‘You’re better looking than I imagined.’ Truly he had pictured someone who looked like a rodent, with an overbite and squinty eyes. This person was a goddess.
Banke dosed him a steely gaze. ‘Feeling’s mutual, especially as this one was never so discriminating.’ Ajuma tightened her grip.
‘Banke….behave yourself, behave yourself! Ehen. You can’t come here and intimidate me’ her voice trembled. Debo looked around. Caterers were milling about, the DJ was playing all the popular songs, yet here they were caught in the most bizarre triangle. He couldn’t believe this was happening, on this day. Women!
He heard Banke’s deep and throaty laugh, like a practiced villain’s, floating over the music. A shard of light, probably from one of the fancy chandeliers hanging off the ceiling of the marquee hit Banke’s face, illuminating her poreless skin and clear eyes. It seemed to grow brighter and brighter then it started to flicker.
‘Yeah darling, keep telling yourself thaaaaaazzzzzffffnnnnnhhhhiiiii…’
To the horror of Ajuma, Debo and their closest friends and family, Banke collapsed like a rag doll onto the floor, her limbs twitching, her eyes rolling into her head, under the dancing spotlight which soon ceased as mysteriously as it had appeared.
The fits had started suddenly when she was twenty. Very few people had known about it. One of those people was Akin. He left her soon after for vague reasons, she thought she knew why. She had been alone ever since. She took her Epilim religiously but she never knew what would trigger the fits. They hadn’t seen each other for so long; no one had seen her because she was trying so hard to hide it.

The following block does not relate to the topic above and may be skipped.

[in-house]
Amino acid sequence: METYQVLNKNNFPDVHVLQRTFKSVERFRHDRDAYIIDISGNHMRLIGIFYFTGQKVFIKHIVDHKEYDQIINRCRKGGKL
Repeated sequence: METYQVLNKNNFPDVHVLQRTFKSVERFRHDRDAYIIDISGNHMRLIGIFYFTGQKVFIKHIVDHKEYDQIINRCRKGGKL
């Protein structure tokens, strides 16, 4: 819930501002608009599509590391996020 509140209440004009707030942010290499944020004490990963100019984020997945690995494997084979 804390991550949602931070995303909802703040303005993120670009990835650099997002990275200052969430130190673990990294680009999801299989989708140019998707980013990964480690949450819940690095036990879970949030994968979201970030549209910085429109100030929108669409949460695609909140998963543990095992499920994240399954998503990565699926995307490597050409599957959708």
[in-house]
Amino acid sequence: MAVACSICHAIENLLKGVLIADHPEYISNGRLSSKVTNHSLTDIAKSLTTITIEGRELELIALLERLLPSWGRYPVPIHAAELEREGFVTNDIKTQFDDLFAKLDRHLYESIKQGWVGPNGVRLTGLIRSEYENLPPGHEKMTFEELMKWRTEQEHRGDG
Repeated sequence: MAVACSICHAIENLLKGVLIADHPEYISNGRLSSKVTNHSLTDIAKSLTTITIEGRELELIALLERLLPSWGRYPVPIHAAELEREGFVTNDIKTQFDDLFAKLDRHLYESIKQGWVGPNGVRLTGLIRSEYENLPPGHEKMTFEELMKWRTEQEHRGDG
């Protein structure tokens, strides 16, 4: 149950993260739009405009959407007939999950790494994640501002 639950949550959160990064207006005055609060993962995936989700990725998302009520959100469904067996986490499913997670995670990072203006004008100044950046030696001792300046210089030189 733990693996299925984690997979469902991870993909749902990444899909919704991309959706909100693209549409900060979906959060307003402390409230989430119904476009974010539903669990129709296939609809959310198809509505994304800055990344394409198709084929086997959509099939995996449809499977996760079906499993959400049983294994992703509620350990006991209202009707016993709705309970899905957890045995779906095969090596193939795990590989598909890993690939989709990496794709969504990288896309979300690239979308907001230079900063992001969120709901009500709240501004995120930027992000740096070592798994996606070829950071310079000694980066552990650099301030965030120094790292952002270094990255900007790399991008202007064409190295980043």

She started spreading the rumours about Ajuma by chance. Someone from Unilag had called her a ‘hot babe’ and Banke overheard. Something rose within her and she made a flippant comment. When she saw the looks on people’s faces, the shock, she became hooked and her antics escalated.
‘It made me feel better Ajuma, to try and steal your freedom when I had become so trapped. I was the good one. I don’t know how it all went so wrong’ Banke’s clothes were smeared, her beautiful face and necklace askew. She sat with her sister. They held hands.
‘Everyone knows…everybody knows the worst thing about me.’
Ajuma smiled. ‘Can’t you see? You’re free; you don’t have to hide anymore.’
Later in bed, Ajuma would reveal to Debo, ‘when I grabbed your hand I swear I saw her, amongst the guests. I saw Perpetual.’ And after everything that had happened, he was inclined to believe her.
Post by: @TahirahAvosuahi